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The six female physics M.Sc. students at Birzeit University. From left to right: Waad Awad, Doa Hawamdeh, Suhad Daraghmeh, Worood Shadeed, Tasneem Saleem and Wesal Halaiqa.

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Doa Hawamdeh:  “I think physics is the mother of all the sciences. If I can learn physics I will learn mathematics, chemistry, everything. It is the principle of life. That is my feeling.”

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Dr Wafaa Khater: “Nowadays with the existence of the Palestinian Authority and the state-to-be Palestine, there is a Ministry of Education and Higher Education which provides various kinds of grants and loans to help students get their education, and more and more young women are going to university to get a degree as they are not entirely dependent on their parents to support them financially.”

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Suhad Daraghmeh: “I think academia here in Palestine is very powerful. I see this when I go to Europe. I think we as Palestinians are good students, our education is good. But of course there are many difficulties here in Palestine and we can't ignore them. It’s not just the occupation, it's also the government. They have a long list of priorities and scientific research is at the bottom.”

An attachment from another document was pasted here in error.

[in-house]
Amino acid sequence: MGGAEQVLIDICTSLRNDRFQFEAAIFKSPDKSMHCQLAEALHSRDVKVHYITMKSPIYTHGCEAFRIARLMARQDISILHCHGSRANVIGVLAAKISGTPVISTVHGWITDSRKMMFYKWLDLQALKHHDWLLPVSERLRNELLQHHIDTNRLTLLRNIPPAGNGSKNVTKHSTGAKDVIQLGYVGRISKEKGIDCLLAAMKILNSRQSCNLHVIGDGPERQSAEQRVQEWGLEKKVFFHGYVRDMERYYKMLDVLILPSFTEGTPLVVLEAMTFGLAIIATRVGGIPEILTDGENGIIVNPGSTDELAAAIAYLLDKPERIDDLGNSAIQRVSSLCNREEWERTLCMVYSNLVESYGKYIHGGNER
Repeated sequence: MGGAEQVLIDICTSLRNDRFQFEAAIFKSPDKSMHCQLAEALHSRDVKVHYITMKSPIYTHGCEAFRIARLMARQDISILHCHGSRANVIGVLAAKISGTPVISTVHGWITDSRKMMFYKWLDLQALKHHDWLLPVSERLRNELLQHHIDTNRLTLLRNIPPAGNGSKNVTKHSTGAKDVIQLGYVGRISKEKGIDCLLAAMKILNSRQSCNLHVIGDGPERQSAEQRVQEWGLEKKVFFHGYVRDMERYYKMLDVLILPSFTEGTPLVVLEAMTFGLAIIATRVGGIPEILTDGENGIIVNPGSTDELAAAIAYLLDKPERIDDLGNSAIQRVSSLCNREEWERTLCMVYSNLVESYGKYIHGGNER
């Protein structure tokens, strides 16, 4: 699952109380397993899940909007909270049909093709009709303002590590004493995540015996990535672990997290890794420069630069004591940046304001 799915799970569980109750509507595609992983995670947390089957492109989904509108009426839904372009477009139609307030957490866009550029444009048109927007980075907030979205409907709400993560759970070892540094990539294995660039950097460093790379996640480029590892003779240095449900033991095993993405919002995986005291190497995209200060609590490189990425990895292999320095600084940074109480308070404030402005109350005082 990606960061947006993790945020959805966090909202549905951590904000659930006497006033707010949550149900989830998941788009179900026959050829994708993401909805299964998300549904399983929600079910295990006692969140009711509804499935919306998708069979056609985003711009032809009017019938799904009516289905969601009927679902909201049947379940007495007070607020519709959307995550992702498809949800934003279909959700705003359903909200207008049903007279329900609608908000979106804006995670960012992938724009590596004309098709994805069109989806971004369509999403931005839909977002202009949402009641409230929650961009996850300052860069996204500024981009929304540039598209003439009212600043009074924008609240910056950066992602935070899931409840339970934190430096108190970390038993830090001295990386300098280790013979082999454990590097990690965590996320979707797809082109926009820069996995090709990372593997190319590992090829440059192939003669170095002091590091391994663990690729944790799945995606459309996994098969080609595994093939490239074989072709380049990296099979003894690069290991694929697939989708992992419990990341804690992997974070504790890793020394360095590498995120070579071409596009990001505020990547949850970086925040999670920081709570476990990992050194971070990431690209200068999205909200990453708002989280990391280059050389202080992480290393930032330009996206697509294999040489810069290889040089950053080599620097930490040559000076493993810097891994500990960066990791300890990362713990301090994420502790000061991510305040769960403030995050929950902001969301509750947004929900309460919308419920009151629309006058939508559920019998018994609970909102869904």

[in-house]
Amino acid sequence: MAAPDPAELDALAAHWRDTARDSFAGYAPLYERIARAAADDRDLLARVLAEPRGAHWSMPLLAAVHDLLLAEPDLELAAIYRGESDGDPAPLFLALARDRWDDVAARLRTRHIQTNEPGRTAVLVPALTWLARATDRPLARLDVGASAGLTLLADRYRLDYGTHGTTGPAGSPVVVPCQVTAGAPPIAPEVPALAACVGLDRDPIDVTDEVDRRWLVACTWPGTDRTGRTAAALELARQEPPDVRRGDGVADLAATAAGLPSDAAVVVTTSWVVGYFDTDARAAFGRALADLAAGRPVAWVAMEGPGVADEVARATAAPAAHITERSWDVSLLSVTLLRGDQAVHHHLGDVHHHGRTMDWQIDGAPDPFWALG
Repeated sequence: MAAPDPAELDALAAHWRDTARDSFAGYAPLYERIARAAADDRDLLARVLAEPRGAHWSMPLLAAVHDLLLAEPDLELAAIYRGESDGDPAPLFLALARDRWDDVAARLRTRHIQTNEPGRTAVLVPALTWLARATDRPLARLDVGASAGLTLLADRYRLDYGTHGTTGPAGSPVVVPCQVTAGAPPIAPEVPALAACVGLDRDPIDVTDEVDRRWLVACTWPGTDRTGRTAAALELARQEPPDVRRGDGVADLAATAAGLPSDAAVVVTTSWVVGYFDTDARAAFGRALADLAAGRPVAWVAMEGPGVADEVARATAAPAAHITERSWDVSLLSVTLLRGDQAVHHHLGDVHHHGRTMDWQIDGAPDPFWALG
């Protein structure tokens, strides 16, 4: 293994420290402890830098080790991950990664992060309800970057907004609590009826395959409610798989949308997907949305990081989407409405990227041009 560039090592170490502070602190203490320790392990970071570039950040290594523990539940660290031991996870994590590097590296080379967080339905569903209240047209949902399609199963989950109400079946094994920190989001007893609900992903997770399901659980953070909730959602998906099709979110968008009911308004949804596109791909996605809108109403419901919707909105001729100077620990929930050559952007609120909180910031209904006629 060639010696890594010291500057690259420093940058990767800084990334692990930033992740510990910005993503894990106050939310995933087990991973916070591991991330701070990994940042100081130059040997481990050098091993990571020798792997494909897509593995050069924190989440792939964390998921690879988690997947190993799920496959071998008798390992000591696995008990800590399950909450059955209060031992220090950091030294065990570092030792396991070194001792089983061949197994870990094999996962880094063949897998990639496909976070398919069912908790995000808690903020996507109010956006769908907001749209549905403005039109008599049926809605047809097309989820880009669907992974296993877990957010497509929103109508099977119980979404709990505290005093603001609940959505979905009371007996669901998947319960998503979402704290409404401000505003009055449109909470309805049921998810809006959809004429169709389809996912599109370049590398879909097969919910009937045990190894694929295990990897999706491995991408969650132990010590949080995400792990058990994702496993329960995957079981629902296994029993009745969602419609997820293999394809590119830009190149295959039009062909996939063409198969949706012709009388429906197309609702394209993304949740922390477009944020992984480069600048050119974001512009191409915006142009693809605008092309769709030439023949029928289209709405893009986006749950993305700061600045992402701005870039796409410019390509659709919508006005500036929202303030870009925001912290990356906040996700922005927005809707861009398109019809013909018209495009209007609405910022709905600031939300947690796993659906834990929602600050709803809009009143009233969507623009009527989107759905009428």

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Dr Wafaa Khater: “It is a natural process that societies change with time and so do women and their various roles. Palestinian society has gone, and is still going through, radical changes due to the changing political situation on the ground. This is reflected in the role of women within society.”

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Waad Awad: “My father said to me 'you should study engineering or medicine'. But I said to him I want to study physics because I love physics, and he allowed me. This is the thing I love most about my father, he always says his opinion but he never makes me do what he thinks.”

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Tasneem Saleem: "I was born in Jerusalem. I have four sisters and two brothers. I have a lovely family. They encourage me of course to do this, and everything that I love they put me to do that. I have a daughter and a son and I love them so much. I love my life… but I have a lot to do. I have to put all my strength to make the balance between my family, my work and my study. It’s about organising your time.”